Animals raised in cages may relieve stress with behaviours associated with their counterparts in the wild.
The researchers say that their findings indicate that allowing laboratory mice to express such behaviours may provide them with animals that act and respond more naturally, and, thereby, make research data more reliable.
Joseph Garner, assistant professor of animal sciences, highlighted the fact that lab mice lived in sterile environments controlled by humans, which could be stressful for them because they did not have much control.
"The perception of its ability to control stress has a bigger impact on the animal than does the stress itself. Chronic, uncontrollable stress changes animals, making them different than normal. This ultimately makes them less valid research subjects," he said.
The researcher said that it could be simply understood by thinking that when a person is cold, putting on a jacket or turning up the room temperature could relieve the stress. However, lacking the ability to make oneself warmer would cause further stress and make the person more likely to become ill, undergo physical changes and behave in ways that are not normal.
He said that the same was true for a mouse.
He and his university colleagues carried out a raft of experiments to test the ability of mice to control and select their preferred environment.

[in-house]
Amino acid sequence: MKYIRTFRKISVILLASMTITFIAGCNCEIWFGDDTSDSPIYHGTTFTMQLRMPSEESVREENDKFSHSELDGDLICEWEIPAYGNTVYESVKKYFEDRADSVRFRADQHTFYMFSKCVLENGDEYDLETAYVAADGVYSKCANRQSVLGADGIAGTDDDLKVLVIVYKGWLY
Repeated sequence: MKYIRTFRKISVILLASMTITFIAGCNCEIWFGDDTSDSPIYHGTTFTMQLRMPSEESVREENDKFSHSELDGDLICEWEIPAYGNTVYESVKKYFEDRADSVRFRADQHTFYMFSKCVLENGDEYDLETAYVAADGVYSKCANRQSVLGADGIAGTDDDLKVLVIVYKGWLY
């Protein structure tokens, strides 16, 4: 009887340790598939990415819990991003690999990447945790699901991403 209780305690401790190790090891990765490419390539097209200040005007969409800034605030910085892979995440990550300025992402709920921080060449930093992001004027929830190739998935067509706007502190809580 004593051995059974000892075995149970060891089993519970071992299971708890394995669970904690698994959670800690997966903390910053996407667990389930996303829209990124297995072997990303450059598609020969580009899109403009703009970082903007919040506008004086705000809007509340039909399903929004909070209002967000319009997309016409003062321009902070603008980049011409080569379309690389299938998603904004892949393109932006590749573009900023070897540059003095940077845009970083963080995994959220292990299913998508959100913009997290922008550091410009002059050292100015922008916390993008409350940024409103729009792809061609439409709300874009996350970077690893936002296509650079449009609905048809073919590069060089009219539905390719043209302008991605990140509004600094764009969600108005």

Describing their study in the journal Applied Animal Behavior Science, Garner said that his team "asked" mice which room temperatures they liked best.
The typical lab mouse is kept in a room at about 70 degrees Fahrenheit that, according to test results, was colder than the animals like.
The scientists placed mouse cages in custom-built water baths set to different temperatures, connected the cages with tunnels, and waited for the mice to "vote with their feet."
The mice chose which cages to spend time in, with the most popular choice being the warmest cage kept at 86 degrees Fahrenheit.
"They actually select different temperatures at different times of day and for different behaviours. So, while they preferred the warmer temperatures most of the time, it may not be possible to select a single preferred temperature for all mice," Garner said.
The researchers also tested the ability of lab animals to control their environment, and carried out an experiment to find out whether they could build better nests, a normal behavior for mice in the wild that is usually not seen in lab mice.
The animals were provided materials like those found in nature, and the caged mice instinctively built elaborate and complex nests very similar to those constructed by their wild counterparts.
According to the researchers, the nest building was both a form of stress relief and a way to enrich the quality of life for mice.
"Nest building is part of the 'mouseness of mouse,' meaning it is associated with normal mouse behaviour and helps define the species' unique characteristics," Garner said.
Garner said that allowing lab animals to perform behaviours that reduce stress might make them more normal research models.
"Ultimately, we want to know whether it could be beneficial for scientists to encourage behaviors such as nest building so that mice are less stressed, healthier, less anxious and more successful in their breeding," Garner said.